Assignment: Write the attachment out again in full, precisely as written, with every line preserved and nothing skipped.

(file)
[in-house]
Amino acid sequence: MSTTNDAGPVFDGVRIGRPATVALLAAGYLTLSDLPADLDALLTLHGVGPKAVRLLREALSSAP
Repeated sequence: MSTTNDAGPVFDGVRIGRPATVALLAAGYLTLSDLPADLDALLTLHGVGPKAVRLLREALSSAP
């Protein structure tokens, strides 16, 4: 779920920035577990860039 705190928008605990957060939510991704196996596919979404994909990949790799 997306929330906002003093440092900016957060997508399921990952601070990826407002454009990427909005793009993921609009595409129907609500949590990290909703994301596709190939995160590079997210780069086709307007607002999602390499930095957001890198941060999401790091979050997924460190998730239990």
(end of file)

[in-house]
Amino acid sequence: MSTTNDAGPVFDGVRIGRPATVALLAAGYLTLSDLPADLDALLTLHGVGPKAVRLLREALSSAP
Repeated sequence: MSTTNDAGPVFDGVRIGRPATVALLAAGYLTLSDLPADLDALLTLHGVGPKAVRLLREALSSAP
């Protein structure tokens, strides 16, 4: 779920920035577990860039 705190928008605990957060939510991704196996596919979404994909990949790799 997306929330906002003093440092900016957060997508399921990952601070990826407002454009990427909005793009993921609009595409129907609500949590990290909703994301596709190939995160590079997210780069086709307007607002999602390499930095957001890198941060999401790091979050997924460190998730239990």